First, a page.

Recent eLearning Guild research has found that many job postings for instructional designers in 2019 include a desire for expertise in video production and editing. This is a significant addition to the skills that employers said they were looking for in 2015. On top of that, video is undoubtedly the most flexible medium for microlearning application, which has become a very attractive format for eLearning. As a result, personal career development priorities for instructional designers and others in the eLearning field should certainly include microlearning video skills and at least a general strategy for microlearning.
This article outlines some important considerations about how to do this, including an opportunity that the eLearning Guild is offering in September 2019.
Video as a medium for microlearning makes sense for a number of reasons. It is attractive to eLearning developers because video runs on every platform. Even more important, video runs on mobile devices. Building on this, video meets employee expectations for flexibility—they can access it while in the workplace, as well as when working from home.
In addition, video can be quick to develop and offers L&D a rapid way to eliminate skill gaps as they are identified. Unlike some other forms of eLearning, tracking learner experience with microlearning video via xAPI is simple and straightforward. Finally, developers have a choice of different video types to select for different requirements and learning objectives.
Microlearning video sources
Among the different kinds of video that designers can choose for microlearning, there are five standouts:
• Whiteboard capture
• Screen capture/compiled video
• Photographic video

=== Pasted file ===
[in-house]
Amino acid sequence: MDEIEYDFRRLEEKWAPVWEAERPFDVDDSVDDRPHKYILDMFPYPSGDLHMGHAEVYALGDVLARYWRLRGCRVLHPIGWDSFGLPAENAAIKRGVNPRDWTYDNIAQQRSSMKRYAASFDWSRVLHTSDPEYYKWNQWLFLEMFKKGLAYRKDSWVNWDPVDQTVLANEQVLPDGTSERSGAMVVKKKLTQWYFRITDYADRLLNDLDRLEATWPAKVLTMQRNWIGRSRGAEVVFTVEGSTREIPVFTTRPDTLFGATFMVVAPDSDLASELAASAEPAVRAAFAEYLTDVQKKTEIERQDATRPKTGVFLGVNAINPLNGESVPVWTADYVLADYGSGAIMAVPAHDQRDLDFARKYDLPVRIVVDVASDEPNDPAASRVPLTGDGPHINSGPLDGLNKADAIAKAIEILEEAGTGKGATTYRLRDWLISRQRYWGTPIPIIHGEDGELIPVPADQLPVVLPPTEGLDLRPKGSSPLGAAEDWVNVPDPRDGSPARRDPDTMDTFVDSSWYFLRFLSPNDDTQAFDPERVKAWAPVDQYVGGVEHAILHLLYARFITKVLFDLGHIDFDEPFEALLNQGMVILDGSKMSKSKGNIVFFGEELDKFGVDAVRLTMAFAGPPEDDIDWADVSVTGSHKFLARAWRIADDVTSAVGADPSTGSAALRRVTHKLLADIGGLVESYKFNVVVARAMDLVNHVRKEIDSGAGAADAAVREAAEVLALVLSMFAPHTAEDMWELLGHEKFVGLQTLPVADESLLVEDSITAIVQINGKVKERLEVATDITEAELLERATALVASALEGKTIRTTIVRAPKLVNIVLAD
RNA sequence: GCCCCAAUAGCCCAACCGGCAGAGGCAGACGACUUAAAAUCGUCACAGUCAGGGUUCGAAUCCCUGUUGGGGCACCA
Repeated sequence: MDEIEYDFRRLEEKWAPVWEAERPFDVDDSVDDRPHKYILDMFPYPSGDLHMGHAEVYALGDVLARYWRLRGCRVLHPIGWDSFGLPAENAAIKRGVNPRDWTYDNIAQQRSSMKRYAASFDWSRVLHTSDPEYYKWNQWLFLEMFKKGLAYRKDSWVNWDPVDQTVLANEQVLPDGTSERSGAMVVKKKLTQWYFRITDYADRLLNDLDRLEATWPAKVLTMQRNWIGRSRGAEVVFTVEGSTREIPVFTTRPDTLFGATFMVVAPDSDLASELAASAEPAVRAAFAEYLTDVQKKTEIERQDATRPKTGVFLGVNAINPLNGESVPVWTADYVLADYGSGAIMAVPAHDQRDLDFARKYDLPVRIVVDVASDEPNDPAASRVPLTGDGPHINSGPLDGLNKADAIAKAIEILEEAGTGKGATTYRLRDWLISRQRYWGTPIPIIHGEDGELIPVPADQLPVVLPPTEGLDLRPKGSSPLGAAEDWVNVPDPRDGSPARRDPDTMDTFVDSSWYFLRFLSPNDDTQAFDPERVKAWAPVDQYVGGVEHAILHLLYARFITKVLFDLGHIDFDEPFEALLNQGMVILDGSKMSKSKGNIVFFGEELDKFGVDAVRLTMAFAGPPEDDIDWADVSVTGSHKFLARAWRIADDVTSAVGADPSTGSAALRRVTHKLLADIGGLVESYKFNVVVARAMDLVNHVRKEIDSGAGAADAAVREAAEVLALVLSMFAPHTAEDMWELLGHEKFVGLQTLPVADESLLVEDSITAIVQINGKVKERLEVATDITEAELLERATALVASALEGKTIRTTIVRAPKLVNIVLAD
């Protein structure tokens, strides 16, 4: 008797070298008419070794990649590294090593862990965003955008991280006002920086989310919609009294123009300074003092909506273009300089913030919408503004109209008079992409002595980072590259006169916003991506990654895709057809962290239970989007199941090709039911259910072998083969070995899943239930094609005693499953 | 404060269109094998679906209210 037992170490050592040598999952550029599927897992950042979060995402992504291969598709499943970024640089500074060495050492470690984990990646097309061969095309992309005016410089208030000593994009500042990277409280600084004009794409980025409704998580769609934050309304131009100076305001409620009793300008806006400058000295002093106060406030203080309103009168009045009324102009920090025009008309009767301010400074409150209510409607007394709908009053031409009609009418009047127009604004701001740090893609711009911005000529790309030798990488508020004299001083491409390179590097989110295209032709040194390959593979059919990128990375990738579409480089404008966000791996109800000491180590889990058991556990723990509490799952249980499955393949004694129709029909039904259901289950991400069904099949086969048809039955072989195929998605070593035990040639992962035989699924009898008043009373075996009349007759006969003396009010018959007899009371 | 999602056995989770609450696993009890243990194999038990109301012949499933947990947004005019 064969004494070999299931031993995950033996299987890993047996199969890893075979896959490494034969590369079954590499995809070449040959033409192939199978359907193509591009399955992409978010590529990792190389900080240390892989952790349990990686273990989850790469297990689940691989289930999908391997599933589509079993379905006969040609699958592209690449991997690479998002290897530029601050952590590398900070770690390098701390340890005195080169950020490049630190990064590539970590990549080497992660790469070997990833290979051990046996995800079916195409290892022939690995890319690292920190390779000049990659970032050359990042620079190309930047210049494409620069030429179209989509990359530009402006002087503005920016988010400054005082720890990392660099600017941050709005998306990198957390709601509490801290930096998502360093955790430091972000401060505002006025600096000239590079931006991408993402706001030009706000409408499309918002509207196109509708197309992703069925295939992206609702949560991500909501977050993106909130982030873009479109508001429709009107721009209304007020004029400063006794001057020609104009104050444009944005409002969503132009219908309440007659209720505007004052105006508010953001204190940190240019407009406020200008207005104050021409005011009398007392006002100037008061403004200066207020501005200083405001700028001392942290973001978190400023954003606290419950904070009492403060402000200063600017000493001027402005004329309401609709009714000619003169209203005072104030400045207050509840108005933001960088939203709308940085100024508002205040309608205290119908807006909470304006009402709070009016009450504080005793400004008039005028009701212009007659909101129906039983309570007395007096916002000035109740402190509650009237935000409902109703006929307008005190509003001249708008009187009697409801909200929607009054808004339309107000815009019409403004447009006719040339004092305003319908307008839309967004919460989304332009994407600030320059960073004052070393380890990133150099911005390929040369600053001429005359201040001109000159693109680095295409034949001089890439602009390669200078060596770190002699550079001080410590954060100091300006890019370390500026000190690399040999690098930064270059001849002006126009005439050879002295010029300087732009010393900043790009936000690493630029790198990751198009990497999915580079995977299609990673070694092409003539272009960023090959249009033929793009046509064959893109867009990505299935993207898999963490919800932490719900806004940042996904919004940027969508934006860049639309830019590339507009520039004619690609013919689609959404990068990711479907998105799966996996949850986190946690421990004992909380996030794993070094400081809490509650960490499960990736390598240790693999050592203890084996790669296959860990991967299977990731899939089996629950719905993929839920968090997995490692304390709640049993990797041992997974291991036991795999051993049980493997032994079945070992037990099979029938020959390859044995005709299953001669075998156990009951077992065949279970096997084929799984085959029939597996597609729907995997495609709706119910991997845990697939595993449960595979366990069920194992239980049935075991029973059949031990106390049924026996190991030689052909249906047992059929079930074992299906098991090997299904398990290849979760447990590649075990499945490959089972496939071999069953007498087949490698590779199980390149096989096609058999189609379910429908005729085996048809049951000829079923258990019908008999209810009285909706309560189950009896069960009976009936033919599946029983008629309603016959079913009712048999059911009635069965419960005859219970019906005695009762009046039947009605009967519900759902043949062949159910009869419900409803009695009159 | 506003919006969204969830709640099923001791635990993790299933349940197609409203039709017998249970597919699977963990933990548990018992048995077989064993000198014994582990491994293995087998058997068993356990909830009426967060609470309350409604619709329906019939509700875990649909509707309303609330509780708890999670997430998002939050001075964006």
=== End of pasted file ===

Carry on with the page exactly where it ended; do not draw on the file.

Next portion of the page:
Each offers different functionalities and affordances that make it suitable for particular uses or objectives.
Microlearning is simple, but to be successful the developer must have a strategy in mind. This is especially true for video microlearning, where you will not be delivering an entire “course” on video. Remember this is MICROlearning, not video lectures! Each video is only 5 - 10 minutes long, covers only one objective, and one topic.
Here are three basic strategies.
• Use short videos to deliver prerequisite training to remedy known skill and knowledge gaps for individual employees before more in-depth training
• Use short videos to provide reinforcement/refresher/review of one point
• Provide an individual video to guide performance at the time of need on one individual task, where “show me” is the best approach
The eLearning Guild’s Microlearning Design Online Conference
On September 18 to 19, 2019, The eLearning Guild is offering the Microlearning Design Online Conference. Nine expert presenters will cover different types of microlearning content, including when and how it can be used, and tips and techniques for being strategic with the approach.
A key session is “5 Ways to Create Standout Microlearning Videos” with presenters Julia Shawver and LaTarshia Wooten from GAAP Dynamics. Video microlearning is a key technique in their practice. During their session, LaTarshia and Julia will present information about the way they are using video in their work. They will discuss using a digital single lens reflex camera (DSLR) for shooting photographic video, lighting, and audio gear, including choosing and using microphones. They will talk about software for video and audio editing, and will also address production workflow, cost and time budgets, and share some tips and tricks.